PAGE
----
Jane Gardam’s Old Filth

In preparing for a booktalk that a colleague and I will be giving next week at a local women’s group, I reread Jane Gardam’s Old Filth.

Jane Gardam is an author who is still very much under the radar in the United States, even though a 2006 review in The New York Times mused that Old Filth might just garner Gardam the attention she deserves. The same review praised Old Filth for its “typical excellence and compulsive readability,” called it “pitch-perfect” and hailed Gardam’s talent at creating a hero that “eludes sociological or psychological pigeonholing.” With such words of praise, why do I feel as though I am the only person talking about this book and this author?

First off, there’s the title—you’re probably wondering what it means. Well, Old Filth is merely an acronym for a phrase that the main character coined as a young, struggling lawyer that later become his moniker. It stands for “Failed in London, Try Hong Kong.” Sir Edward Feathers was a renowned lawyer and judge in Hong Kong before he and his wife, Betty, returned to Dorset, England to retire. Edward Feathers is a proper, faithful, emotionally distant man whose life in upended when Betty suddenly dies. Edward’s past starts looming up within him in interesting ways, and the way that Gardam writes this character and draws us in to his interior world is fascinating and unforgettable.

Edward and his wife Betty were both what’s called “Empire Orphans.” Their parents were colonials who sent their children back to England to be educated, in many cases never setting eyes on them again. Edward’s mother died after he was born, and his father scarcely acknowledged him his entire life, but he was sent from his home with the servants in Malay to a foster home with his cousins. We learn that Edward’s childhood was a difficult one, marked by one abandonment after another and a dark secret that Gardam reveals only towards the end.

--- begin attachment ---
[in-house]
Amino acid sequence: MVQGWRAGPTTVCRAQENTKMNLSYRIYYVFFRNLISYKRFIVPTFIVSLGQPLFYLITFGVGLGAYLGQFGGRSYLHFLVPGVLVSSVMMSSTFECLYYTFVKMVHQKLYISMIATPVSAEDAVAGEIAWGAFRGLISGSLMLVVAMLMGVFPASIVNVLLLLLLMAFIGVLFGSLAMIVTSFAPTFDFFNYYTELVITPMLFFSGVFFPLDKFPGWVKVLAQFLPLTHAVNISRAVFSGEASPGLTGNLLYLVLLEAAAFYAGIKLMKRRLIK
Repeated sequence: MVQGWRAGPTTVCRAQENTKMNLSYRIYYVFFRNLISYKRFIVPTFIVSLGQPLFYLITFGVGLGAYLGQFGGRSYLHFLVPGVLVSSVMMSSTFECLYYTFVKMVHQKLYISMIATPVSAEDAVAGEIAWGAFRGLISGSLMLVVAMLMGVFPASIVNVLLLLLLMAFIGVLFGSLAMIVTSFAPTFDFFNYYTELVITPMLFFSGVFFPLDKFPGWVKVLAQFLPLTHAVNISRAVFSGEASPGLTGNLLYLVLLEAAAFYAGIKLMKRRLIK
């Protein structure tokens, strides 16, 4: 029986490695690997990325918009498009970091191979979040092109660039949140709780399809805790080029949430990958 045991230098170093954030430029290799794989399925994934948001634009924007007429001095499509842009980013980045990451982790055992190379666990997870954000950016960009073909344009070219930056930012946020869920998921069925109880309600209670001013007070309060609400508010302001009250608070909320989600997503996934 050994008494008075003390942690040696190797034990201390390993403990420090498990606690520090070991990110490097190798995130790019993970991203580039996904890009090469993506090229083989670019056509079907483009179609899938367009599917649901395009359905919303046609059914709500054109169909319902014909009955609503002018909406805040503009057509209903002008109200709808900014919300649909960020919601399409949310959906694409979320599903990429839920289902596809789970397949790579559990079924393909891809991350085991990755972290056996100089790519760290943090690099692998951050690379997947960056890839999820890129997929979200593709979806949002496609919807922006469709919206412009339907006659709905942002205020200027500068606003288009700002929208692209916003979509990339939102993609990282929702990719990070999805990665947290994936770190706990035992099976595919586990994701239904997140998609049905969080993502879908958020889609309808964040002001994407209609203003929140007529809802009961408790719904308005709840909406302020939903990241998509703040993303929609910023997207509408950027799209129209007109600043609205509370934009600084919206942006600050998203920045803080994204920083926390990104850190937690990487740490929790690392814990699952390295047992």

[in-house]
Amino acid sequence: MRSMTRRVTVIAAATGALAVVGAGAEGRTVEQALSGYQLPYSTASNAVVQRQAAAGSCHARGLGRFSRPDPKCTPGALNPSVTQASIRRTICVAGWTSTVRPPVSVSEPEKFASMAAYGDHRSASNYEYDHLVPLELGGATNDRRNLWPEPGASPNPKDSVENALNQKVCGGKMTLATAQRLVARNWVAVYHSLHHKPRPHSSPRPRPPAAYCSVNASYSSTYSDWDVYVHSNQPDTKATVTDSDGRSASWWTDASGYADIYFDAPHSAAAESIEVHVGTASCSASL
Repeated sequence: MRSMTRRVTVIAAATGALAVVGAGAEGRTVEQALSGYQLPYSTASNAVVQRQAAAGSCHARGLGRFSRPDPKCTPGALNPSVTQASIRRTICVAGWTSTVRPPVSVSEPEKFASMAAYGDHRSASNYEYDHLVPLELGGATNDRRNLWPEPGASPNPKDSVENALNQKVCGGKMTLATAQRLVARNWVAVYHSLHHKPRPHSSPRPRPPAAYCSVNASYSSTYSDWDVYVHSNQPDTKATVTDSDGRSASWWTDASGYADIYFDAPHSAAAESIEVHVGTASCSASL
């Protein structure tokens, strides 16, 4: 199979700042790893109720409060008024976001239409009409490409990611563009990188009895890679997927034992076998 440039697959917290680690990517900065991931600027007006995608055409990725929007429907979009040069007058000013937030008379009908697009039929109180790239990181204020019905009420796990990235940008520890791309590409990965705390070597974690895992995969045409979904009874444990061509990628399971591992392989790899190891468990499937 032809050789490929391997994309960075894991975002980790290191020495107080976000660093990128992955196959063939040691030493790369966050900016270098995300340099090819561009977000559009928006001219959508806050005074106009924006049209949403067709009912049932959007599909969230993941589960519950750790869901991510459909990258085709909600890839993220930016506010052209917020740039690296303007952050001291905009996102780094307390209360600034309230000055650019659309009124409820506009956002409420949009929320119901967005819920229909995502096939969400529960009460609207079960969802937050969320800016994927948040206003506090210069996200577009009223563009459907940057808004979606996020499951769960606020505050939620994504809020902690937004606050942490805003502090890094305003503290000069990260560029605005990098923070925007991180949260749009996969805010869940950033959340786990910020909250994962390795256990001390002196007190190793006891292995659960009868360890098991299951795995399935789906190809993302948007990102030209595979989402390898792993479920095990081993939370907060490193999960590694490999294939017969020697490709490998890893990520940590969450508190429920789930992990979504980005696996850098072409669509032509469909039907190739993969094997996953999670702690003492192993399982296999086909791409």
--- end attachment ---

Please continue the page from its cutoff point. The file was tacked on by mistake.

What I love about Jane Gardam is that she reminds me of Iris Murdoch. Gardam is funny, cutting, a keen observer, and so well-attuned to her characters. Another novelist, Maggie Gee, said it better than I can: “The writing crackles with energy, variety, sensuous richness. It is the writing of a 25-year-old with the wisdom and subtlety of a razor-sharp 100-year-old.”

I don’t mean to beg or anything, but I guess when I see the numbers for the readership of this blog, I harbor idealistic visions of book groups across the country tipping the scales for authors like Gardam. Can you trust me, and schedule this book for your book group at some point in the future? You may not love it as I do, but I guarantee a great discussion out of it. And if you like Old Filth, you might also find that Flight of the Maidens and Faith Fox are also wonderful for discussion.



About the Author:

Misha Stone is a readers' advisory librarian with The Seattle Public Library. Follow her on Twitter at @ahsimlibrarian.

15 Comments on "Jane Gardam’s Old Filth"

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  1. mquinn@ala.org' Mary Ellen says:

    Jane Gardam’s new book, The Man in the Wooden hat, is a kind of prequel/sequel to Old Filth and features many of the same characters. It’s due to be published in November.

  2. randhward@btinternet.com' Hilly Ward says:

    I heard on a BBC Radio 4 programme a week or so back that Jane Gardam has a new book out in September giving Betty’s story. Is this true? Are you aware of this? I would appreciate any information you can give me.

    Kind regards

    • mquinn@ala.org' Mary Ellen says:

      As it happens, I just finished writing the Booklist review of the new novel, called The Man in the Wooden Hat. It does indeed relate many of the same incidents from Old Filth, but from Betty’s prespective. Pub. date is November. Publisher is Europa.

  3. a1dogzncatz@sympatico.ca' Cate Watson says: